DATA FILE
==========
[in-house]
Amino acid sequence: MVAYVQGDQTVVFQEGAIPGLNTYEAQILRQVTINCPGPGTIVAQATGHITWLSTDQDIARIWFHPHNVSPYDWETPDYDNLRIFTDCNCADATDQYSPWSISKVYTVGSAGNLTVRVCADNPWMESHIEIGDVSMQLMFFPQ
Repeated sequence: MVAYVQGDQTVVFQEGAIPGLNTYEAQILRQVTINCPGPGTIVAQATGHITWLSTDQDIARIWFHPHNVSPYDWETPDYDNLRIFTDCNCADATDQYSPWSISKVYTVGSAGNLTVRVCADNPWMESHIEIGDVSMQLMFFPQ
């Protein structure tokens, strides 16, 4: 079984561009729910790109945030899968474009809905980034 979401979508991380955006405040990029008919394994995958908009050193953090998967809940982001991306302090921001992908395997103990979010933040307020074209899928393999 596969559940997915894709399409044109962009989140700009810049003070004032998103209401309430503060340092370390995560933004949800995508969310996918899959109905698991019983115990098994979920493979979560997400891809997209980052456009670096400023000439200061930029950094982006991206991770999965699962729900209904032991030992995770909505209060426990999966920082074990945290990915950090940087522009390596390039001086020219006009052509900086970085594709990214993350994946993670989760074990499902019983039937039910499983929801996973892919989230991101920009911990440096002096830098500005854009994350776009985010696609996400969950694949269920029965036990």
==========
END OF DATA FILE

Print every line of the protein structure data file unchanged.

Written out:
[in-house]
Amino acid sequence: MVAYVQGDQTVVFQEGAIPGLNTYEAQILRQVTINCPGPGTIVAQATGHITWLSTDQDIARIWFHPHNVSPYDWETPDYDNLRIFTDCNCADATDQYSPWSISKVYTVGSAGNLTVRVCADNPWMESHIEIGDVSMQLMFFPQ
Repeated sequence: MVAYVQGDQTVVFQEGAIPGLNTYEAQILRQVTINCPGPGTIVAQATGHITWLSTDQDIARIWFHPHNVSPYDWETPDYDNLRIFTDCNCADATDQYSPWSISKVYTVGSAGNLTVRVCADNPWMESHIEIGDVSMQLMFFPQ
């Protein structure tokens, strides 16, 4: 079984561009729910790109945030899968474009809905980034 979401979508991380955006405040990029008919394994995958908009050193953090998967809940982001991306302090921001992908395997103990979010933040307020074209899928393999 596969559940997915894709399409044109962009989140700009810049003070004032998103209401309430503060340092370390995560933004949800995508969310996918899959109905698991019983115990098994979920493979979560997400891809997209980052456009670096400023000439200061930029950094982006991206991770999965699962729900209904032991030992995770909505209060426990999966920082074990945290990915950090940087522009390596390039001086020219006009052509900086970085594709990214993350994946993670989760074990499902019983039937039910499983929801996973892919989230991101920009911990440096002096830098500005854009994350776009985010696609996400969950694949269920029965036990």